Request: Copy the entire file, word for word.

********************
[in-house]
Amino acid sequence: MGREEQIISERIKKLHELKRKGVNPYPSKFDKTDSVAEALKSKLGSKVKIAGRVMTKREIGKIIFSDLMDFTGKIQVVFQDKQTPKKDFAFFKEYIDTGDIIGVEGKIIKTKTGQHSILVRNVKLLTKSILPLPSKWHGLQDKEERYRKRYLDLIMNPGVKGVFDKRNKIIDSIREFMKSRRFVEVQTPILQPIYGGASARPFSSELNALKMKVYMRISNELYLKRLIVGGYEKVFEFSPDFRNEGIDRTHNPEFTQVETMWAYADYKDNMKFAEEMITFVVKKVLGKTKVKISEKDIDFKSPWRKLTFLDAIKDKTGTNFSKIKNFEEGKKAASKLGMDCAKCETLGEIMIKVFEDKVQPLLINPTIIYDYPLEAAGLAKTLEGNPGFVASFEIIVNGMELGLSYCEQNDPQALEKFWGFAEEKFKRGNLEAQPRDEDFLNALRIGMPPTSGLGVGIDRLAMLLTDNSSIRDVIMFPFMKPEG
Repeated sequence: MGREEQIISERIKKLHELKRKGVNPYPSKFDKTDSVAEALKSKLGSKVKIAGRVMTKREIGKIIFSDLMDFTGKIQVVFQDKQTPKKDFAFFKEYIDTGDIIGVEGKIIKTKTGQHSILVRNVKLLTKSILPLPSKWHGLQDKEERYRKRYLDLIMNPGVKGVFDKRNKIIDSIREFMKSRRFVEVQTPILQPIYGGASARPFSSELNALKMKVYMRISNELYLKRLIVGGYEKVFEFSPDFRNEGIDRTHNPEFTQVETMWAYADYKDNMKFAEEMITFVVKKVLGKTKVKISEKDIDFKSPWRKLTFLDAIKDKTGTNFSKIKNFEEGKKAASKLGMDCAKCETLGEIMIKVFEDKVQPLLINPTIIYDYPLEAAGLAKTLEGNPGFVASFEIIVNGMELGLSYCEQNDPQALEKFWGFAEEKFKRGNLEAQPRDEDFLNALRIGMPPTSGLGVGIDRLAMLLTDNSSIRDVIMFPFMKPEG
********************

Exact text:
[in-house]
Amino acid sequence: MGREEQIISERIKKLHELKRKGVNPYPSKFDKTDSVAEALKSKLGSKVKIAGRVMTKREIGKIIFSDLMDFTGKIQVVFQDKQTPKKDFAFFKEYIDTGDIIGVEGKIIKTKTGQHSILVRNVKLLTKSILPLPSKWHGLQDKEERYRKRYLDLIMNPGVKGVFDKRNKIIDSIREFMKSRRFVEVQTPILQPIYGGASARPFSSELNALKMKVYMRISNELYLKRLIVGGYEKVFEFSPDFRNEGIDRTHNPEFTQVETMWAYADYKDNMKFAEEMITFVVKKVLGKTKVKISEKDIDFKSPWRKLTFLDAIKDKTGTNFSKIKNFEEGKKAASKLGMDCAKCETLGEIMIKVFEDKVQPLLINPTIIYDYPLEAAGLAKTLEGNPGFVASFEIIVNGMELGLSYCEQNDPQALEKFWGFAEEKFKRGNLEAQPRDEDFLNALRIGMPPTSGLGVGIDRLAMLLTDNSSIRDVIMFPFMKPEG
Repeated sequence: MGREEQIISERIKKLHELKRKGVNPYPSKFDKTDSVAEALKSKLGSKVKIAGRVMTKREIGKIIFSDLMDFTGKIQVVFQDKQTPKKDFAFFKEYIDTGDIIGVEGKIIKTKTGQHSILVRNVKLLTKSILPLPSKWHGLQDKEERYRKRYLDLIMNPGVKGVFDKRNKIIDSIREFMKSRRFVEVQTPILQPIYGGASARPFSSELNALKMKVYMRISNELYLKRLIVGGYEKVFEFSPDFRNEGIDRTHNPEFTQVETMWAYADYKDNMKFAEEMITFVVKKVLGKTKVKISEKDIDFKSPWRKLTFLDAIKDKTGTNFSKIKNFEEGKKAASKLGMDCAKCETLGEIMIKVFEDKVQPLLINPTIIYDYPLEAAGLAKTLEGNPGFVASFEIIVNGMELGLSYCEQNDPQALEKFWGFAEEKFKRGNLEAQPRDEDFLNALRIGMPPTSGLGVGIDRLAMLLTDNSSIRDVIMFPFMKPEG